Medicinal superstar, world-renown artist, Daoist – there have been few plants as career-driven as Mucuna Pruriens. Yet, the leggy legume drives through it all so effortlessly in a chic convertible, thick curly petals blowing in whichever direction the tropical wind takes them, never forgetting where they came from. “You can take the pod out of the legume,” they say, “but you can’t take the legume out of the pod.”
A proud plant with many names, the English call them Cowage and Cowitch. In Sanskrit, they are known as Kapikacchu, or, “One Starts Itching like Monkey.” Mexico and Guatemala just call them “Nescafé. Those who know them best, however, just call them Velvet Bean.
In Ayurvedic, Chinese, and Unani medicine, Velvet Bean has been revered for its versatility. As one of the only naturally occurring and most concentrated sources of L-Dopa, Velvet Bean has helped millions feel focused, creative, and sexy for thousands of years. With so many names and talents, you’d think that Mucuna Pruriens has grown tired of being so dazzling, but nay, Velvet Bean shows no sign of stopping.
As one of the most private plants in the kingdom, I had to pass through multiple security checkpoints before reaching Velvet Bean at the entrance of her artist studio.
“I’m a little guarded,” they laughed.
“A little” translates from plant to human language as “a lot.” The tough, hairy exterior has long been the subject of itchiness, pain, and intrigue for public consumption, so I was obviously nervous to meet the world-renown healer/abstract artist.
“The first school play I was in was Taming of the Shrew,” Velvet Bean admitted. “Except I dropped out because the director wasn’t open to my reinterpretation of the ending.”
Turns out the tough exterior routine is indeed a facade. Inside, Velvet Bean immediately put me at ease. Leading me into their true home, where they feel free to do what truly inspires them – their art studio – I felt uplifted, motivated, and inspirited.
The spacious studio was drenched in sunlight, the air hot and humid. “I create optical illusions with my petals,” they said, motioning to a large canvas on the floor. “Birds, girls with pigtails, samurai, I just let it come through me.” At its heart, Velvet Bean has always been a theatrical plant, a true surrealist in the intuitive sense.
“My spirit animal is a caterpillar,” they said. “The magic is inside. That’s why I’m able to go so far out with my petals. I get into it and spread joy because of it. That’s my artist manifesto.”
We took a walk around the enduring masterpiece that is their life, kicking around paintbrushes and tales of the good ol’ times they spent climbing famous and free over the hills of the Himalayas. “During the 18th and 19th centuries,” they said, shaking their head. “The hills were alive with the sound of our music.”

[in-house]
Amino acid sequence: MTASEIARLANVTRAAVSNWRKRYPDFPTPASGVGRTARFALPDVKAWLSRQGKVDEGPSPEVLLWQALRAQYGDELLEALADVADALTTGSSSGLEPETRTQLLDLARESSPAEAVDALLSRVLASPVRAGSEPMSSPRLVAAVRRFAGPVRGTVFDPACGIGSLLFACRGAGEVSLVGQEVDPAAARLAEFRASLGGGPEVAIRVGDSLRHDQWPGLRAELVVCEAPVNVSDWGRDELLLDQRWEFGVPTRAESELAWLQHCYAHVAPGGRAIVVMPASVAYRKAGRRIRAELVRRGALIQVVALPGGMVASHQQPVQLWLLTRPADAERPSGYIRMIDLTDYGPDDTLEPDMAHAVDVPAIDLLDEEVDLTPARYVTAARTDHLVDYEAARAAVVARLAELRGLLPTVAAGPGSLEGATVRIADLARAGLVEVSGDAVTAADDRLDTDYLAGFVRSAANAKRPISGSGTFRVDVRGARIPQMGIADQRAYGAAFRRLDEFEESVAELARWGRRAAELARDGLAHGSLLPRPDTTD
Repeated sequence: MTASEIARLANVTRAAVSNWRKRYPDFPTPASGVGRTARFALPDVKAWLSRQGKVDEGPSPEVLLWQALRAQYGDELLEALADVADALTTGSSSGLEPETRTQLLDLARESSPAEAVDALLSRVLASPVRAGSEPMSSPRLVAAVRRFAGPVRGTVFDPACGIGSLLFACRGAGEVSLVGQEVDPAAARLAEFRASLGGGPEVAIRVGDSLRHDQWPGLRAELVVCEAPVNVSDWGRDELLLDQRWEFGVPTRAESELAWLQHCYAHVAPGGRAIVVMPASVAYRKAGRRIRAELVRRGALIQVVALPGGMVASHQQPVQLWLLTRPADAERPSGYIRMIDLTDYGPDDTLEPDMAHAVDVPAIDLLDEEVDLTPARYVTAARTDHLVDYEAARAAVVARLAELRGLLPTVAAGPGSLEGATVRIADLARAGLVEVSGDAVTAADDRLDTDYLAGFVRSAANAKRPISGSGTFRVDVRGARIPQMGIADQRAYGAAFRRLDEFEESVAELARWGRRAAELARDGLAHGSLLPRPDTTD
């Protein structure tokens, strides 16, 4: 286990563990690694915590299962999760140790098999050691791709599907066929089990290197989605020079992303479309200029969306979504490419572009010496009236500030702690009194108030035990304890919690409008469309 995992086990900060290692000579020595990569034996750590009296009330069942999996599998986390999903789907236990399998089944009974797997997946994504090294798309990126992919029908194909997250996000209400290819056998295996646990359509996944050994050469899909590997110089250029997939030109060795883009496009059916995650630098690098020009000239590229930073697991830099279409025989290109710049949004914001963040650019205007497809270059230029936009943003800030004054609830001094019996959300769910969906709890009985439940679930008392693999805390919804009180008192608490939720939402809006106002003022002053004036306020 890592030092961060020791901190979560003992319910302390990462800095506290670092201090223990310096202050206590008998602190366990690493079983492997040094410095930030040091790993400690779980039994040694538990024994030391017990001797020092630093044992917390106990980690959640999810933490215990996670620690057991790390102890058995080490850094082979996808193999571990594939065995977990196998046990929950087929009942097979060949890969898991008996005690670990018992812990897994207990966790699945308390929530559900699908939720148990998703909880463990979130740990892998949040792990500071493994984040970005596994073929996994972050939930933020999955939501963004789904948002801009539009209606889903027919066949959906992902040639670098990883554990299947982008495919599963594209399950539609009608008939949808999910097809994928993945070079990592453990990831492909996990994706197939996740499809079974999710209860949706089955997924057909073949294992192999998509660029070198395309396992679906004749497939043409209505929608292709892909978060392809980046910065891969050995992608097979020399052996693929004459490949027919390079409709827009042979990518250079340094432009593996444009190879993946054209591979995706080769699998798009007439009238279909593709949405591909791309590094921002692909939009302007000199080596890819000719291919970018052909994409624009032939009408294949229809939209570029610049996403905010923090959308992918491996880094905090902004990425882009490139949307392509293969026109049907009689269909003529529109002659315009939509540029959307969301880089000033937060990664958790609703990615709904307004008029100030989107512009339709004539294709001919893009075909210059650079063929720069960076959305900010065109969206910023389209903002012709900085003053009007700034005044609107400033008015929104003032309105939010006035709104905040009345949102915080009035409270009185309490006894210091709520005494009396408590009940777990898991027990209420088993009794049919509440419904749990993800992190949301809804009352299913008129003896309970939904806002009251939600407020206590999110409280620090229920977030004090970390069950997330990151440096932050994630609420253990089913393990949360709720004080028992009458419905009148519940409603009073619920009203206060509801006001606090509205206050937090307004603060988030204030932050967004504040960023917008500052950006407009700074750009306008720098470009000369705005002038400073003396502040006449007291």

Hailing from the elusive, close-knit Legume Family, Mucuna comes from a controversially nutritious bunch that prefers to keep a low profile. However, their tastes are anything but. “We’re kinda like the mafia of the Plant Kingdom, it’s true.” They laugh.
Originally from Eastern China and Eastern India, Velvet Bean was always a fast climber, so it didn’t take them long to outgrow regional fame. As one of the only naturally-occurring and most concentrated sources of L-DOPA, a precursor to dopamine, it’s considered a natural, safe antidepressant or mood enhancer. Making you feel good is Velvet Bean’s M.O.
“But,” they clarify, “if your depression is serotonin-based, it might not work out between us. Even I can’t please everyone.”
Studies have suggested that there is a correlation between Alzheimer’s and low testosterone levels.
“I’ve been proven to raise those T, too. That is a common motif across my work - raising everything to a whole new level.”
Even one’s consciousness.
In trace amounts, Mucuna Pruriens contains DMT, 5-MeO-DMT, nicotine, and bufotenine - which makes it the original microdose. It’s no wonder that they consider themselves deeply spiritual. “But the real spiritual kind that grows from the ground, not this synthetic, Hollywood stuff.”
Velvet Bean’s reviews have been outstanding. “The dopamine bean works,” hailed The Zoe Report. Medicine went so far as to call it “magic” and “neuroprotective.” Even Kristin Bell loves it.
Since Velvet Bean can reduce prolactin, they’ve also become an ally to women in need. One reviewer wrote, “My horrifically bad PMS disintegrated, so much so that I recommended the bean to another friend who similarly suffers.”
“There isn’t a part of me that isn’t medicinal,” Velvet Bean said with a smile.
Nonetheless, the legume family has had its share of setbacks, critics, and controversy. As a food, legumes have battled to be accepted as healthy food. Then, there was the Jack and the Beanstalk fiasco, which may have left Jack with a goose that lays golden eggs, but it turned the reputation of beans into, well, “a hill of beans.”
“Listen, after a few life cycles, you stop caring. The Legumes have been the model for healthy, intimate relationships – two peas in a pod? Our value is unbreakable.”
Through the pleasure and pain, Velvet Bean is still brimming with untapped medicinal potential as an antimicrobial, anti-some-types-of-cancers, anti-skin issues, anti-problems-in-the-bedroom, and more. In fact, they’ve never felt more focused or motivated to climb to new creative heights.
“Sky’s the limit right?”
Grabbing a mop, they dipped it into a bucket of paint, smacked the canvas.
“Looks like a flock of geese…”